Ofgem has revealed plans to slash the residual element of the triad avoidance payments available to small-scale distributed generators from the current level of around £45/kW to just £2/kW.
The changes will “reduce costs for consumers and prevent market distortion”, according to the regulator, potentially saving up to £7 billion between now and 2034 – the equivalent of around £20 per household per year. They will be phased in over three years between 2018 and 2020.
Ofgem said in the absence of reforms the value of the payments is forecast to increase to £72/kW over the next four years. A review was launched by the regulator in January after they helped distributed generators to win the lion’s share of new-build contracts in the initial capacity market auctions.
“Our view is that the current level of payments is distorting the wholesale and capacity markets. If action isn’t taken now, this distortion will only escalate,” Ofgem said in a statement.
Triad avoidance payments are one of series of financial advantages known as embedded benefits enjoyed by distribution-connected generators with a capacity of less than 100MW. They can earn the payments from suppliers for reducing their Transmission Network Use of System (TNUoS) charges and are able to do so because the power they produce is treated as net negative demand during the triad periods used to set the charges.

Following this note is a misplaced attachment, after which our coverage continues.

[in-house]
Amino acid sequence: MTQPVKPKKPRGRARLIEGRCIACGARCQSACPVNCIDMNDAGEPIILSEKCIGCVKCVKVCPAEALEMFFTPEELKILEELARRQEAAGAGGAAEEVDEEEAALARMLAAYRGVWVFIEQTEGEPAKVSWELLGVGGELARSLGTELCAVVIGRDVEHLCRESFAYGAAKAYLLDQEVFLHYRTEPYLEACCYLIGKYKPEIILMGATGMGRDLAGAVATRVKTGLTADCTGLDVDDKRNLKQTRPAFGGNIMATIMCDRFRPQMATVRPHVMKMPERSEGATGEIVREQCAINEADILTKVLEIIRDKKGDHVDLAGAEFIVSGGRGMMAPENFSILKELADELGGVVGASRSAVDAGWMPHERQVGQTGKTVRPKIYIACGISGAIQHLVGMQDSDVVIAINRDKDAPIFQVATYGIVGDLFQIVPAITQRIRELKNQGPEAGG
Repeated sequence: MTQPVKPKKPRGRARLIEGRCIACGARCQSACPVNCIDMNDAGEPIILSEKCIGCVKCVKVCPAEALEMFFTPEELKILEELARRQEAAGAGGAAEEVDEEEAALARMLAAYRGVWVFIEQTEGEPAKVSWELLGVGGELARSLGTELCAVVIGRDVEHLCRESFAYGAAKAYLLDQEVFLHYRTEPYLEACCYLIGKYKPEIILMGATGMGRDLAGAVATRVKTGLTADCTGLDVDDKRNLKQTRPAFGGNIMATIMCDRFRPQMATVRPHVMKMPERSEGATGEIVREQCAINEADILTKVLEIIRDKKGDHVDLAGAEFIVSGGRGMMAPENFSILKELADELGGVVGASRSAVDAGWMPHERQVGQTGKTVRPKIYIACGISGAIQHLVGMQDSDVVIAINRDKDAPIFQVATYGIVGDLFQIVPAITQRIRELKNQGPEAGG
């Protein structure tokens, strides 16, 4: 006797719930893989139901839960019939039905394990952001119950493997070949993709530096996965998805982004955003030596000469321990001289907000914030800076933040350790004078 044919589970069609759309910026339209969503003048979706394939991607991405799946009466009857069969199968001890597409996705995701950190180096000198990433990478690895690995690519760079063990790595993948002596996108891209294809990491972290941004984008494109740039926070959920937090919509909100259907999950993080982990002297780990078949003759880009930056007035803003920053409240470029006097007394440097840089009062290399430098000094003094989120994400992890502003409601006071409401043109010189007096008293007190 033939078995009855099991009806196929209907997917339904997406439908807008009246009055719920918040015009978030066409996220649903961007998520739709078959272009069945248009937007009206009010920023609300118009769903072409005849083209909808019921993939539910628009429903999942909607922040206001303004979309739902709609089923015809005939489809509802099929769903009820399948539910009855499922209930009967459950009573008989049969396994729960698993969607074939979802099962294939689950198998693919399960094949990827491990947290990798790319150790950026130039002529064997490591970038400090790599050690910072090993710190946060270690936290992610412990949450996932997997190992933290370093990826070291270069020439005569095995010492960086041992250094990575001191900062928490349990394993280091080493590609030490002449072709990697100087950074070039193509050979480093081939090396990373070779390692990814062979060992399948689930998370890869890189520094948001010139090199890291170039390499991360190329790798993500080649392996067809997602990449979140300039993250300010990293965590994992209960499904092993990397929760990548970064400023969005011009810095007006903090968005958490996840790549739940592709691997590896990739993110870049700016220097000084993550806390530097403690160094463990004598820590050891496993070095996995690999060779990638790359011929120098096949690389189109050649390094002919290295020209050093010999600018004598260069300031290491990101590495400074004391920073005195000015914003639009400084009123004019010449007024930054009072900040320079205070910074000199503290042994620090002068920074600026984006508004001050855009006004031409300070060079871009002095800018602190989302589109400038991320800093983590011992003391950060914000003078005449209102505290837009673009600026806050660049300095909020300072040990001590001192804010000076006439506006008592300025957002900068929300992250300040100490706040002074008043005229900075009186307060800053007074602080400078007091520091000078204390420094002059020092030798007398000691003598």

TNUoS charges are split between locational charges, which reflect users’ impact on transmission network costs in different regions due to investments to reinforce the grid, and residual charges, which cover the sunk costs of the existing network. They are levied on both generators and suppliers.
The reforms proposed by Ofgem would keep the locational element of the triad avoidance payments in place but significantly reduce the residual element. The suggested value of £2/kW for the residual payments reflects avoided costs from investing in additional capacity at the grid supply points where the transmission and distribution networks meet. Ofgem will now consult on the proposals before reaching a final decision in May.
The changes were suggested by SSE in a working group for the Connection and Use of System Code (CUSC) panel which reviews modifications to the code governing the use of the transmission network. The panel considered a total of 25 different proposals – two core options submitted by EDF Energy and Scottish Power and 23 variations put forward in the working group.
Commenting on today’s minded-to decision, Association for Decentralised Energy director Tim Rotheray said: “Ofgem’s proposal will support increased coal generation at the expense of the smarter, more flexible and innovative energy solutions we should be supporting.
He said the regulator has depended on a “rushed industry review, led by large coal and gas generation interests” and has failed to conduct the “robust evidence gathering that we would expect for a decision worth hundreds of millions of pounds”.
UK Power Reserve has previously told Utility Week the code modification process is dominated by incumbents, descibing the panel as “mafia-like”.